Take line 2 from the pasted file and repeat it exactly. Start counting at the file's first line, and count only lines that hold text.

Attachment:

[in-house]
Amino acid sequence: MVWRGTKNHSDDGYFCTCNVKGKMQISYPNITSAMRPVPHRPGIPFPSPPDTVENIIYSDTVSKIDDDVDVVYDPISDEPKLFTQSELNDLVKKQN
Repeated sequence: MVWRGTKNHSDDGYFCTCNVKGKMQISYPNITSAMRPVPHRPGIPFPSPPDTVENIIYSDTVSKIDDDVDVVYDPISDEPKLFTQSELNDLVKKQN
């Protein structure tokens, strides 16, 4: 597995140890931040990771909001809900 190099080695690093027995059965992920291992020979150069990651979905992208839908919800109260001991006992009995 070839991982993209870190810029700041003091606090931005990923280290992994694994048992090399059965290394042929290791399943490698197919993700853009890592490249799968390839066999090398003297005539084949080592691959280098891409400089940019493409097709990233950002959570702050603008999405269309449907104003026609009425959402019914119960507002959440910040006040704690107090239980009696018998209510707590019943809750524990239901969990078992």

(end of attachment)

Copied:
Amino acid sequence: MVWRGTKNHSDDGYFCTCNVKGKMQISYPNITSAMRPVPHRPGIPFPSPPDTVENIIYSDTVSKIDDDVDVVYDPISDEPKLFTQSELNDLVKKQN